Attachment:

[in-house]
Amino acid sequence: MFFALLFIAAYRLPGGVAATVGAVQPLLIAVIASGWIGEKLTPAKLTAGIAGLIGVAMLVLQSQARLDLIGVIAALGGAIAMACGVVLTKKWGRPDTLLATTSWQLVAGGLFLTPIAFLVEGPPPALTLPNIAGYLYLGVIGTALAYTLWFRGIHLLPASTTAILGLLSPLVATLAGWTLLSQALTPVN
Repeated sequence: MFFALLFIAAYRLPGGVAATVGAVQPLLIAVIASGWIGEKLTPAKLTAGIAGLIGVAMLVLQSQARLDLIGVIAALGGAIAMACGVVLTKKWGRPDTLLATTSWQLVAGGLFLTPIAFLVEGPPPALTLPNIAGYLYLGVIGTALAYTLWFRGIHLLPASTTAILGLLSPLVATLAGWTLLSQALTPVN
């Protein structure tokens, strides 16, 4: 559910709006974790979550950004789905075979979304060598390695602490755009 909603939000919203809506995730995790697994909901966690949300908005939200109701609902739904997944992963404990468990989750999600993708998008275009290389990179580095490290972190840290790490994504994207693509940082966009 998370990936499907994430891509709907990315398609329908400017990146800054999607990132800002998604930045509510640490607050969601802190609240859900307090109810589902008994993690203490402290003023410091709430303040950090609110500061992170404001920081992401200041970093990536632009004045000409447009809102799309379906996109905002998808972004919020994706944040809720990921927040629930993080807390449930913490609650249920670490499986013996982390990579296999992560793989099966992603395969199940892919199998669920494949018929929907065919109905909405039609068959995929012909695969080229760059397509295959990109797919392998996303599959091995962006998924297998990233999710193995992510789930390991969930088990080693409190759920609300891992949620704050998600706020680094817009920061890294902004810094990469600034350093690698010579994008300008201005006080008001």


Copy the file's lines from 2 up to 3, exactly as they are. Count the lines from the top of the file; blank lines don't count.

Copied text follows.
Amino acid sequence: MFFALLFIAAYRLPGGVAATVGAVQPLLIAVIASGWIGEKLTPAKLTAGIAGLIGVAMLVLQSQARLDLIGVIAALGGAIAMACGVVLTKKWGRPDTLLATTSWQLVAGGLFLTPIAFLVEGPPPALTLPNIAGYLYLGVIGTALAYTLWFRGIHLLPASTTAILGLLSPLVATLAGWTLLSQALTPVN
Repeated sequence: MFFALLFIAAYRLPGGVAATVGAVQPLLIAVIASGWIGEKLTPAKLTAGIAGLIGVAMLVLQSQARLDLIGVIAALGGAIAMACGVVLTKKWGRPDTLLATTSWQLVAGGLFLTPIAFLVEGPPPALTLPNIAGYLYLGVIGTALAYTLWFRGIHLLPASTTAILGLLSPLVATLAGWTLLSQALTPVN